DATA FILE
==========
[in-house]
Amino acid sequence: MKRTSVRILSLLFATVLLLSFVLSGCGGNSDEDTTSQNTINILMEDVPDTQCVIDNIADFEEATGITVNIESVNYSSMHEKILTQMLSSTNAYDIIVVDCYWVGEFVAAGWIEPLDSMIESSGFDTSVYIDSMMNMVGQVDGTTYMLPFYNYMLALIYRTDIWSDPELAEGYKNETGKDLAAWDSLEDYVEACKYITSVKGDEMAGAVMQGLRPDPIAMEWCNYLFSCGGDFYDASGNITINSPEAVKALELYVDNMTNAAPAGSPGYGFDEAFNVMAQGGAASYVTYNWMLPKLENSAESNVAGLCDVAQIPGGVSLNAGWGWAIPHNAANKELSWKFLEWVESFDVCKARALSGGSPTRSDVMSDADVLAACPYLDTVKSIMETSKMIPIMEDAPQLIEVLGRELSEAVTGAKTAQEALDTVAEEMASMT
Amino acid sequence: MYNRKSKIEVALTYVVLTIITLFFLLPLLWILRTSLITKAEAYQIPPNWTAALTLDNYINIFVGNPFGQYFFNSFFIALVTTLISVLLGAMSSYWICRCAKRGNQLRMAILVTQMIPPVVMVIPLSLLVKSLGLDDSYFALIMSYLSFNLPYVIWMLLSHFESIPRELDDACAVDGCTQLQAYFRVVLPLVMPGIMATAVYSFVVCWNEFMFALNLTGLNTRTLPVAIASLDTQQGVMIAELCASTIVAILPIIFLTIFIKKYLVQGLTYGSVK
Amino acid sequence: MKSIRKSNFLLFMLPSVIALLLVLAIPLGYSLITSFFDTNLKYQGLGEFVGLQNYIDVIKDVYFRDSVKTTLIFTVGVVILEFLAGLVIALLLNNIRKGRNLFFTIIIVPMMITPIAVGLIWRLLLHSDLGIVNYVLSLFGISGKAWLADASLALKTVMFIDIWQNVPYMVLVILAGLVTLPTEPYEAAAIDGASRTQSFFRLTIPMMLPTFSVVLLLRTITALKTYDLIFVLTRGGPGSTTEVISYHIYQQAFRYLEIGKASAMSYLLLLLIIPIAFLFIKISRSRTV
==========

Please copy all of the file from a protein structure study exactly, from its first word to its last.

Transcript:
[in-house]
Amino acid sequence: MKRTSVRILSLLFATVLLLSFVLSGCGGNSDEDTTSQNTINILMEDVPDTQCVIDNIADFEEATGITVNIESVNYSSMHEKILTQMLSSTNAYDIIVVDCYWVGEFVAAGWIEPLDSMIESSGFDTSVYIDSMMNMVGQVDGTTYMLPFYNYMLALIYRTDIWSDPELAEGYKNETGKDLAAWDSLEDYVEACKYITSVKGDEMAGAVMQGLRPDPIAMEWCNYLFSCGGDFYDASGNITINSPEAVKALELYVDNMTNAAPAGSPGYGFDEAFNVMAQGGAASYVTYNWMLPKLENSAESNVAGLCDVAQIPGGVSLNAGWGWAIPHNAANKELSWKFLEWVESFDVCKARALSGGSPTRSDVMSDADVLAACPYLDTVKSIMETSKMIPIMEDAPQLIEVLGRELSEAVTGAKTAQEALDTVAEEMASMT
Amino acid sequence: MYNRKSKIEVALTYVVLTIITLFFLLPLLWILRTSLITKAEAYQIPPNWTAALTLDNYINIFVGNPFGQYFFNSFFIALVTTLISVLLGAMSSYWICRCAKRGNQLRMAILVTQMIPPVVMVIPLSLLVKSLGLDDSYFALIMSYLSFNLPYVIWMLLSHFESIPRELDDACAVDGCTQLQAYFRVVLPLVMPGIMATAVYSFVVCWNEFMFALNLTGLNTRTLPVAIASLDTQQGVMIAELCASTIVAILPIIFLTIFIKKYLVQGLTYGSVK
Amino acid sequence: MKSIRKSNFLLFMLPSVIALLLVLAIPLGYSLITSFFDTNLKYQGLGEFVGLQNYIDVIKDVYFRDSVKTTLIFTVGVVILEFLAGLVIALLLNNIRKGRNLFFTIIIVPMMITPIAVGLIWRLLLHSDLGIVNYVLSLFGISGKAWLADASLALKTVMFIDIWQNVPYMVLVILAGLVTLPTEPYEAAAIDGASRTQSFFRLTIPMMLPTFSVVLLLRTITALKTYDLIFVLTRGGPGSTTEVISYHIYQQAFRYLEIGKASAMSYLLLLLIIPIAFLFIKISRSRTV